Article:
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Predators continue search for consistent offense

by John Manasso

The Nashville Predators' scoring issues, coach Barry Trotz said, are all relative.

"If you're giving up three and four goals a game and you're only scoring two, then scoring has to be better," he said. "If you're giving up one or two goals a game, then you don't need as many goals. It all depends on really where you're at.

"We need, I can say about the scoring, I need more from more guys up front."

Entering their game Tuesday at Bridgestone Arena against the Chicago Blackhawks, the NHL's highest scoring team at 3.64 goals per game, the Predators rank 22nd in the League in scoring at 2.33 goals per contest.

Underscoring just how much the season has proved to be one of feast or famine for the Predators, they are 16-3-2 when scoring more than one goal -- meaning that in 12 of their 33 games they have scored one goal or been shut out.

"It feels like I should have three times as many goals. Some breaks here and there, some odd-man breaks, and things like that, it hasn't gone in."
-- Nashville forward Viktor Stalberg

Presently, the only player on the Predators who projects to reach the 20-goal mark this season is center Mike Fisher, whose seven goals are tied for the team lead with right wing Patric Hornqvist and defenseman Shea Weber. (Hornqvist and Weber have played four more games than Fisher, so Fisher is scoring at a higher rate.)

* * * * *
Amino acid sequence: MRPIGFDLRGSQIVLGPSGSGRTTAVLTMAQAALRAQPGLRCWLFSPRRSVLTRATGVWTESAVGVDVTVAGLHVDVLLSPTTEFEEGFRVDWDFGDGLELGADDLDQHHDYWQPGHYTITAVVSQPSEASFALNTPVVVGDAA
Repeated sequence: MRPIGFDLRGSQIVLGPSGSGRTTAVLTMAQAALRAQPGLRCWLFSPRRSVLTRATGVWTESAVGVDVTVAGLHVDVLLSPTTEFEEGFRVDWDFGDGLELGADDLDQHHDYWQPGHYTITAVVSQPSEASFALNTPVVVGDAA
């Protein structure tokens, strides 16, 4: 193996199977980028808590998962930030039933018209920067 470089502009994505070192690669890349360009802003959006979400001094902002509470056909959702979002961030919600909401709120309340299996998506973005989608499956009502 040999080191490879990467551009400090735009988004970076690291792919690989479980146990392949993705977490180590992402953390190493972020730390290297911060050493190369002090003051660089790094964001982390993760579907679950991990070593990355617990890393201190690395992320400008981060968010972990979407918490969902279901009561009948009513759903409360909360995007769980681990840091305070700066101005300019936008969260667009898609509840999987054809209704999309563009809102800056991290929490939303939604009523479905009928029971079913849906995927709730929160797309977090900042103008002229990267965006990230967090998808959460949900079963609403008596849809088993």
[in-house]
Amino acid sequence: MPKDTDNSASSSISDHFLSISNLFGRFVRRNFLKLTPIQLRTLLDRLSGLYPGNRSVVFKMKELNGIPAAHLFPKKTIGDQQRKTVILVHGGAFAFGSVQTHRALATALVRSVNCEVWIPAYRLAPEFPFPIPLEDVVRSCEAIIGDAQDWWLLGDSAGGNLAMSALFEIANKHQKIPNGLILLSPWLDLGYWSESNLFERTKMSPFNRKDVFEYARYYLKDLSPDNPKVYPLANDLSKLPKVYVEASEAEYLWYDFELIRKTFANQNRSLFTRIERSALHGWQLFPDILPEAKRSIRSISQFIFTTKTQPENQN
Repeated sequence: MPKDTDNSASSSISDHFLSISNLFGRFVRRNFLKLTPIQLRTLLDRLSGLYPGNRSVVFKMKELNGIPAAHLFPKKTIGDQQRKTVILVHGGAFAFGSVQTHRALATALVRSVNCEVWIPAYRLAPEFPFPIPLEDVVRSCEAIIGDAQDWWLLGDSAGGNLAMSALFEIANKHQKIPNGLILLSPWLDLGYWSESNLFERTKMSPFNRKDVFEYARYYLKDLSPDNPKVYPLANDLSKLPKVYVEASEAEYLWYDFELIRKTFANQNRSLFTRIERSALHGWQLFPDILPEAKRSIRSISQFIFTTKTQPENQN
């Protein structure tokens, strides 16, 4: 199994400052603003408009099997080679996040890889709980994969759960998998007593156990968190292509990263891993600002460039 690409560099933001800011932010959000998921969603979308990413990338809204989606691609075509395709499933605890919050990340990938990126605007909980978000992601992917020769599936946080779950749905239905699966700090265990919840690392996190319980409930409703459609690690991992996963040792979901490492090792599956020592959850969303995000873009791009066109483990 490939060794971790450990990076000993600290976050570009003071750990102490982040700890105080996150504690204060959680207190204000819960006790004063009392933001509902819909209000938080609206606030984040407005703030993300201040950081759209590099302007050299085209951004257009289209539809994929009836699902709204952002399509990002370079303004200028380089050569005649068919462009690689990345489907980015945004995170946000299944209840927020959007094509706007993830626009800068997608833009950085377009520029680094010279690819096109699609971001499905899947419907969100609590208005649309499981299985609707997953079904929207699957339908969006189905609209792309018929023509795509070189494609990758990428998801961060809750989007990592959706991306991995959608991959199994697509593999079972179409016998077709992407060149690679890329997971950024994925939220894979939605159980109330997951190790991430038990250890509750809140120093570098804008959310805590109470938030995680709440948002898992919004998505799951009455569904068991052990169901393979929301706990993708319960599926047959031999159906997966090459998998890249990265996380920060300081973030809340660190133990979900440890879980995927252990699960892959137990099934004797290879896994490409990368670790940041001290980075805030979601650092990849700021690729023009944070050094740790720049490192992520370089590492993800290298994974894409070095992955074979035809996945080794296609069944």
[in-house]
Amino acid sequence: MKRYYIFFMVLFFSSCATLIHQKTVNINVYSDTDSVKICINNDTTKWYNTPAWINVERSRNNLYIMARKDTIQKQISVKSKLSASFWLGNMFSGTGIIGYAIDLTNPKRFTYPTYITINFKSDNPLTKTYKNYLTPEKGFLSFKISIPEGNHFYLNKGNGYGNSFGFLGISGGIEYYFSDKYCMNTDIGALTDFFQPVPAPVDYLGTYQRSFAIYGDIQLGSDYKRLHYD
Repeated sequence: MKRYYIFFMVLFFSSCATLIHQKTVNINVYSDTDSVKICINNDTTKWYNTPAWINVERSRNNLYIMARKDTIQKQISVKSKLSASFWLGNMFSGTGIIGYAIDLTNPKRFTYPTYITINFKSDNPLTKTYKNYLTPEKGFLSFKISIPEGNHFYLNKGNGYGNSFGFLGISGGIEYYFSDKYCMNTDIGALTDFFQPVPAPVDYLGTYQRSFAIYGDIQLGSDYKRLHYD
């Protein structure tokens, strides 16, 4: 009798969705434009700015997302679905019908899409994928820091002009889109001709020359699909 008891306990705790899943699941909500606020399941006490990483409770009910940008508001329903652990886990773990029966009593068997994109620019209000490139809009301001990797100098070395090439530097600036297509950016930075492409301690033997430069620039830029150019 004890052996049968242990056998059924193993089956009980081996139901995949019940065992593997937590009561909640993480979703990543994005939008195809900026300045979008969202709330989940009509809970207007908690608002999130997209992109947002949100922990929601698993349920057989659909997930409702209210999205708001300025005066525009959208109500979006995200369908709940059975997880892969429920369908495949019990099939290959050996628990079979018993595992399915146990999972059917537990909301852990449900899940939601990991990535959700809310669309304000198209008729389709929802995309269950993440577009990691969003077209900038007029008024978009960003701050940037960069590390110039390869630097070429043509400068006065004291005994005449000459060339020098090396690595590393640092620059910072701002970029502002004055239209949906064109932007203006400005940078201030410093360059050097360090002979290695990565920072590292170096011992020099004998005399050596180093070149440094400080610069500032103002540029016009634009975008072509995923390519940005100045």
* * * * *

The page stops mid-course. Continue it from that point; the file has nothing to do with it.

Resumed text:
Even at their modest scoring clip, the Predators have won three straight games, outscoring opponents by a combined 10-4 margin. During that productive stretch, the Predators have still lacked contributions from their top-nine forwards.

The fourth line chipped in four of the 10 goals and the defense added one. While the Predators' philosophy is to get contributions from everywhere, defense in particular, that's still only five goals from the top-nine forwards in three games.

Trotz refers to the fourth line of Paul Gaustad, who has a surprising five goals, Rich Clune and Matt Hendricks as the "Wagon Line."

"A good example is the last couple of games," Trotz said. "The 'Wagon Line,' as we call it, they've been high contributors. That doesn't mean the other guys haven't contributed. They can find other ways to contribute in the game, but we need more consistency from that group, say, the top-nine guys in terms of what we consider of the offense.

"Everybody from Colin Wilson to Craig Smith to Eric Nystrom to Matt Cullen to go all down the list -- they all could contribute a little bit more."

Of the group that Trotz mentioned, Smith has six goals as does Nystrom, whose career high is 16 goals. Wilson, the seventh pick in the 2008 NHL Draft, and Cullen, 37, signed to be a top-two line center, each have five.

"We're certainly a defensive-minded team and I think we've been known for that from the beginning of inauguration or whatever it was, '98," Wilson said, "So, yeah, you have to get those goals to win because we plan on shutting down teams but creating offense off that, obviously, has been a bit of a struggle."

While Wilson has created numerous chances for himself lately, he has had trouble finishing.